At the heart of Auden’s poem is a critique of the social realities that generate people willing to engage in such bloodshed, and Auden makes magnificent use of Thetis’s harsh realization to illustrate the unanticipated consequences arising from false and immoral values. The unbridled cruelty and horror of the modern world Auden describes is best detailed in a passage from the poem about an unnamed boy’s perception of reality:

That girls are raped, that two boys knife a third,

Were axioms to him, who’d never heard

Of any world where promises were kept,

Or one could weep because another wept (56-59).

The boy, like most others of his world, lives in an atmosphere that is beyond hellish; it is illogical and viciously arbitrary. Auden’s modern world has not only anaesthetized its inhabitants on an individualistic and creative scale, but it has also destroyed any moral sensation that might have stayed their hand from committing acts of atrocity.

Without the barest perception of a world that might abhor strife and violence, humanity has become simply unable to conceive of a reason not to propagate both. When the masses of Auden’s world seek to please ethereal voices of authority, they do so likely hoping that they will find some sense of meaning. Because of their conditioning, however, although they do not aspire to become murderers, they become so nonetheless.

Their harsh epiphany is echoed by Thetis, who finds that the shield she has so desperately sought in order to protect her son is adorned not with images of beauty but of meaningless monotony. Like the inhabitants of Auden’s modern world, Thetis is a product of her environment, which, although quite different from that of the harsh, impersonal modern masses is just as misleading and deadening. Her world is that of classical Homeric virtue and beauty – great cities of wonders, religious rites that pervade life and grant it meaning, and an individualistic need for glory. That glistening fantasy obscures hard social realities, however; it does not show the privations of the poor or the dying wounded of the battlefield, choosing instead to celebrate pleasant imagery such as “athletes at their games” and “[m]en and women in a dance” (Auden 46-47).

That world shapes her entire being, and as John Lucas comments in his essay “Auden’s politics: power, authority, and the individual,” what Thetis truly wishes is that Hephaestus will honour her distorted, “heroic” view of reality (162). What she finds in his shield, however, is a symbol of the futility of her son’s life, of the hopeless future of “[i]ron-hearted man-slaying Achilles / [w]ho would not live long” (Auden, 66-67). The shield’s barren visage reminds her of that stark truth, which is, in its inevitability and hopelessness, quite akin to the desolation of the hideous world Auden describes. Her perception, like that of the anaesthetized masses, is ultimately proven misguided, and it leads to consequences that will define not only her life but that of her son’s.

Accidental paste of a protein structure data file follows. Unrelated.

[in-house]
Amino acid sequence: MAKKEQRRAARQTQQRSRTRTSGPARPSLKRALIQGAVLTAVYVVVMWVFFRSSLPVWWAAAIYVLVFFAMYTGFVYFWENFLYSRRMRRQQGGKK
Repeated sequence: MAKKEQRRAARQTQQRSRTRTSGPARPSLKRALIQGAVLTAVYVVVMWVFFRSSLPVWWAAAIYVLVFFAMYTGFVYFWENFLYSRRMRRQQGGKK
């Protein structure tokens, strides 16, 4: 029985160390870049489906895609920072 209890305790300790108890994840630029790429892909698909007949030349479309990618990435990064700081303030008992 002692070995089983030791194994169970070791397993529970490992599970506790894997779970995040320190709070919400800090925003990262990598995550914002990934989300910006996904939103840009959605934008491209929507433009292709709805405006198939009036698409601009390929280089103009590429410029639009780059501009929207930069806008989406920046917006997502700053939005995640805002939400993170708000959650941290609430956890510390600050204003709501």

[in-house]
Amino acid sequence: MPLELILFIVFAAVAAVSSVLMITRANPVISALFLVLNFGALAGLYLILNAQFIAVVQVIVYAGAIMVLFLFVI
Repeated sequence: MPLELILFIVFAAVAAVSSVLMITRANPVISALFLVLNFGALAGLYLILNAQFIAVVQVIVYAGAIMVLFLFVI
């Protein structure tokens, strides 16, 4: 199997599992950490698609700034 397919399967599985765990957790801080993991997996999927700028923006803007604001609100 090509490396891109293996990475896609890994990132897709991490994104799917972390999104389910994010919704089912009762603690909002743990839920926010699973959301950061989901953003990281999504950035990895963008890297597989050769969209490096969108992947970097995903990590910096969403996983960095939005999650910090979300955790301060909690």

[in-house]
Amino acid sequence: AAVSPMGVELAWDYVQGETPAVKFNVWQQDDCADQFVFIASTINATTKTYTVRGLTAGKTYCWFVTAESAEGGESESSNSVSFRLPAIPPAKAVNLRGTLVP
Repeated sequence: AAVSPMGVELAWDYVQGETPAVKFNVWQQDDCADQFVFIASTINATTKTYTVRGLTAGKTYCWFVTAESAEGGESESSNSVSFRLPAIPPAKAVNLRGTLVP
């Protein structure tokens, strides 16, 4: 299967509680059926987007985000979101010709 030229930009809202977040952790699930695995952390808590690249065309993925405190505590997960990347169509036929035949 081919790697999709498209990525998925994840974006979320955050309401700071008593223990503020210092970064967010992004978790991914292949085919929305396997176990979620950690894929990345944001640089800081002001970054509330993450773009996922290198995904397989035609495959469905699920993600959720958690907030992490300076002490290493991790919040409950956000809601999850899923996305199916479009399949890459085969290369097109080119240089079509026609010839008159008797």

Such realizations lie at the centre of “The Shield of Achilles,” Auden’s harsh the juxtaposition of classical vitality and wonder and the hopelessness, warfare, and cruel social realities of modern life. In Hephaestus’s shield, Auden depicts lives irreparably damaged by an absence of meaning, and ultimately driven to violence in the vain hope of achieving it. The cruel logic that runs throughout the poem is that of modern life, of wars motivated by the thinnest of justifications and lives defined not by their expression but by their lack thereof. In many ways, the poem is the realization of Auden’s hell and humanity’s reality, and its relevance has only deepened as the very fabric of life becomes continually more absurd. By contrasting the quiet horror of existence and warfare with the splendour and beauty of Thetis’s hopes for Hephaestus’s creation, Auden makes a damning observation of the darker aspects of an impersonal, amoral modern world. For Auden, dispirited by World War II and the loss of any remaining innocence he might have had about the motivations of humanity, “The Shield of Achilles” was not only a magnificent artistic achievement but the startling articulation of a hope dispelled. If Thetis is left in anguished realization at the end of the poem, so too is the reader.